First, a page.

A quarter of staff who have faced increased hostility said they believe the rise is partly due to the sharp increase in the cost of living.
27 June 2022
Abuse and violence towards shop workers and service staff is on the rise again as new penalties come into force, according to research.
A quarter of staff who have faced increased hostility said they believe this increase is partly due to the sharp increase in the cost of living and stress this has placed on customers.
New figures from The Institute of Customer Service revealed 44% of frontline service staff have experienced hostility from customers in the past six months – a rise from 35% in February 2022.
It comes as new powers come into force on Tuesday, which will allow for large penalties to be handed to customers who attack and abuse shop workers.
The Police, Crime, Sentencing and Courts Act 2022 was given royal assent in April.
The policy change came after a host of retailers, including the Co-Op, reported a surge in attacks on workers during the pandemic.
Tensions are continuing to rise and this is thought to be linked with declining consumer sentiment amid the cost-of-living crisis, according to the Institute for Customer Service.
Jo Causon, chief executive officer of the institute, said: “Today’s change in the law is a reason for celebration for all those who campaigned for service with respect for our nation’s hard-working, frontline service professionals.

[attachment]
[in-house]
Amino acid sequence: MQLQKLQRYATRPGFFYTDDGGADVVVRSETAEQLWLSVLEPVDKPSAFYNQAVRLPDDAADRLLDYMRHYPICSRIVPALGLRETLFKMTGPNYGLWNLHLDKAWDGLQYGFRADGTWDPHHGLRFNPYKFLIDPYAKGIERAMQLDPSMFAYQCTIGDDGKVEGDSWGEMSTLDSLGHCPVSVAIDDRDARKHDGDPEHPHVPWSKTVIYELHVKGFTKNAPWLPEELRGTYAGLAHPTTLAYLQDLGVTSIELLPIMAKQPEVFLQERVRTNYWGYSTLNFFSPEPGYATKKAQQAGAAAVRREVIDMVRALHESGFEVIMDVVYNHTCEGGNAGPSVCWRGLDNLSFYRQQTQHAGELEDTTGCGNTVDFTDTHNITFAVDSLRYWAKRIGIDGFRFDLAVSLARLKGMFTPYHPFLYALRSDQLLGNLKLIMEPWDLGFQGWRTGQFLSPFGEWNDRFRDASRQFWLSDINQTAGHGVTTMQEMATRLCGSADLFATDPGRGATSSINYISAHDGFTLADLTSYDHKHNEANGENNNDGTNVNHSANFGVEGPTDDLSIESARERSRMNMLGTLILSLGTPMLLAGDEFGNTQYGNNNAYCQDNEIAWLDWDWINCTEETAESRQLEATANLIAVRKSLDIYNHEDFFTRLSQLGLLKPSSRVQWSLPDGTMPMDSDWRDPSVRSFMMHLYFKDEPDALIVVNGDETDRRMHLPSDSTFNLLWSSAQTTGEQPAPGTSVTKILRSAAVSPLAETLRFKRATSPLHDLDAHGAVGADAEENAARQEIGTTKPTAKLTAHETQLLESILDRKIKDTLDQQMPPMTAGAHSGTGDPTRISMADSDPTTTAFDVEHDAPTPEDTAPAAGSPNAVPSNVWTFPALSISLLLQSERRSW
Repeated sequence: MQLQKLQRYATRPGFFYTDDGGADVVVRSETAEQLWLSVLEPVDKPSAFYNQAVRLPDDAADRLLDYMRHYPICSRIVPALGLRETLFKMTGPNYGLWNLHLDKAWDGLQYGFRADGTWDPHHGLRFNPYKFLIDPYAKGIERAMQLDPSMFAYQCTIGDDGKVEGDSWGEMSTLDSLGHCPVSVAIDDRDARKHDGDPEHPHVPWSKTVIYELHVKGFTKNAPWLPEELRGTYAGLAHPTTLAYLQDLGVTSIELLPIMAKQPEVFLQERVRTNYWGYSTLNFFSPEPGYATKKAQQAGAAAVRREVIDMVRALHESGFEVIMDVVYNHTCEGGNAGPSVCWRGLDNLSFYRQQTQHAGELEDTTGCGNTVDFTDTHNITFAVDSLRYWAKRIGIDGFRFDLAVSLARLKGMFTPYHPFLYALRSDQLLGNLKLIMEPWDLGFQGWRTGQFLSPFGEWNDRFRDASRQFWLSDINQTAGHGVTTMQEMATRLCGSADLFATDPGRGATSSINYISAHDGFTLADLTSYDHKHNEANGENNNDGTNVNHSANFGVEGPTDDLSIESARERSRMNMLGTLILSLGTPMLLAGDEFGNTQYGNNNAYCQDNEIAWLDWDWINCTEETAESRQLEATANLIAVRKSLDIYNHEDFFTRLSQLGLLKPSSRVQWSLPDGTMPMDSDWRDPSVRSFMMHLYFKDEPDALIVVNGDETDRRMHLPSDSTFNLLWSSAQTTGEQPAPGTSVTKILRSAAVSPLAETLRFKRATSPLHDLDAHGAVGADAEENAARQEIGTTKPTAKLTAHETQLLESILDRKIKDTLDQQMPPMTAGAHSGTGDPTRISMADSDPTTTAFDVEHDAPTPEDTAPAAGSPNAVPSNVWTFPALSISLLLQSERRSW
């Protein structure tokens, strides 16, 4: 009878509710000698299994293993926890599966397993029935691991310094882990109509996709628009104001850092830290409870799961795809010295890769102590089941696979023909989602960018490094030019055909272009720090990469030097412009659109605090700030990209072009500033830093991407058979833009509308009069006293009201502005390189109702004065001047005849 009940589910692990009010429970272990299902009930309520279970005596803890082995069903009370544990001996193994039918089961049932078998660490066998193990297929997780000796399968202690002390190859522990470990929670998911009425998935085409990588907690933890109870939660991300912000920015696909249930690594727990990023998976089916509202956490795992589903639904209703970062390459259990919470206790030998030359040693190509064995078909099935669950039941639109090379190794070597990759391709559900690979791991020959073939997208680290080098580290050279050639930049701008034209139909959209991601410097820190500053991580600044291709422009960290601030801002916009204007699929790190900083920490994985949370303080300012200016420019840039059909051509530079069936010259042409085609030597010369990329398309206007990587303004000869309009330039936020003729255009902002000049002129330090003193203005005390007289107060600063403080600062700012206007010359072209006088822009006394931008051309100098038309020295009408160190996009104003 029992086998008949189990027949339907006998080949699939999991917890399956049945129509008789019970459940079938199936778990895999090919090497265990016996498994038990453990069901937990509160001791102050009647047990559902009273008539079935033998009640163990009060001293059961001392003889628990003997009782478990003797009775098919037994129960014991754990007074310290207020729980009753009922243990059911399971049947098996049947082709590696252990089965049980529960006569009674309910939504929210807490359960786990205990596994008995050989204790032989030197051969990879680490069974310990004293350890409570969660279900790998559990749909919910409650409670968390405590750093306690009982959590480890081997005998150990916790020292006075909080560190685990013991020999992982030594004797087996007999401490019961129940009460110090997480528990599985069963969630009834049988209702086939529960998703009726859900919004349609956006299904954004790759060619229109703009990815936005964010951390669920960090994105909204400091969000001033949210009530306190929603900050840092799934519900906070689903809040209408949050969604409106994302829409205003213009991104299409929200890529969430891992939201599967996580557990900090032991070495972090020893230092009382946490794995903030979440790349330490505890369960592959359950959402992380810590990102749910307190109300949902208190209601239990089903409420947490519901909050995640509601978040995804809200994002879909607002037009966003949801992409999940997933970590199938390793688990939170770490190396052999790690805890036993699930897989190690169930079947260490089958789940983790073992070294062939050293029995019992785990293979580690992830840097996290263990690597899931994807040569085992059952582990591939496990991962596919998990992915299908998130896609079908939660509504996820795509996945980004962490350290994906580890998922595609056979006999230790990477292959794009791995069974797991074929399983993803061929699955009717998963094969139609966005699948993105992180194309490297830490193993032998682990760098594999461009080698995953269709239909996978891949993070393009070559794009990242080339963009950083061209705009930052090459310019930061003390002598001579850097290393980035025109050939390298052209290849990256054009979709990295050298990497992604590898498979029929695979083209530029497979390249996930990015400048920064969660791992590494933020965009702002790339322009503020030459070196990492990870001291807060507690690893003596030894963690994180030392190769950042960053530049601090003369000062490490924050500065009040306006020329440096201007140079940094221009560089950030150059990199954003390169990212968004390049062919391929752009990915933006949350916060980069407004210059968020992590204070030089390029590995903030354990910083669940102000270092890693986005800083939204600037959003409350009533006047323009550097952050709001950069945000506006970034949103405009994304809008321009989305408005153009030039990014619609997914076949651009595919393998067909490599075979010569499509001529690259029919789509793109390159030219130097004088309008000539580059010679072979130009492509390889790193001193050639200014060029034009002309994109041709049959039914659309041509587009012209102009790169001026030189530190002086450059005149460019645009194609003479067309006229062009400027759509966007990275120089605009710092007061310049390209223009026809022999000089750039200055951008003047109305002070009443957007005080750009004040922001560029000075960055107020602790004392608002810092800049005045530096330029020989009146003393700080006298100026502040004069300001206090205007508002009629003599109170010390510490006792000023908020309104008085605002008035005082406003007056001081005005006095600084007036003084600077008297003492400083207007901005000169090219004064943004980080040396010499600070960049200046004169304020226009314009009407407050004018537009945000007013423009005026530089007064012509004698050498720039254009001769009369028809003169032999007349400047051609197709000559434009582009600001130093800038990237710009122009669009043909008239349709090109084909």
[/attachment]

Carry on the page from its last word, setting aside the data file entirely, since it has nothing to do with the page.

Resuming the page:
“These new stricter sentencing guidelines will provide vital protection for workers against a backdrop of heightened customer stress and frustration relating to rising prices, and falling levels of service due to widespread skills shortages.
“I worry that UK businesses are becoming trapped in a Catch-22 situation, with tensions boiling over into abuse that triggers staff absences leading to further frustration.
“We must break this cycle, by acting together as a society to offer our support to hard-pressed, frontline workers.”
The new research, from a poll of more than 1,300 customer-facing staff, found that over a third – 35% – believe that behaviours and tone has become more aggressive over the past six months.
Meanwhile, 33% of workers who have experienced hostility cited higher levels of anxiety among shoppers as a trigger for customer hostility and a quarter (25%) specifically linked it to price increases.
Ms Causon added: “As a nation, we find ourselves at the mercy of stock and staff shortages related to global and domestic issues.
“These issues aren’t going away, and so price rises and inflation will be on the cards for many months yet.
“To prepare for this, I urge employers to adopt a zero-tolerance approach to hostility, ensuring their employees are trained to handle difficult situations when they arise.”
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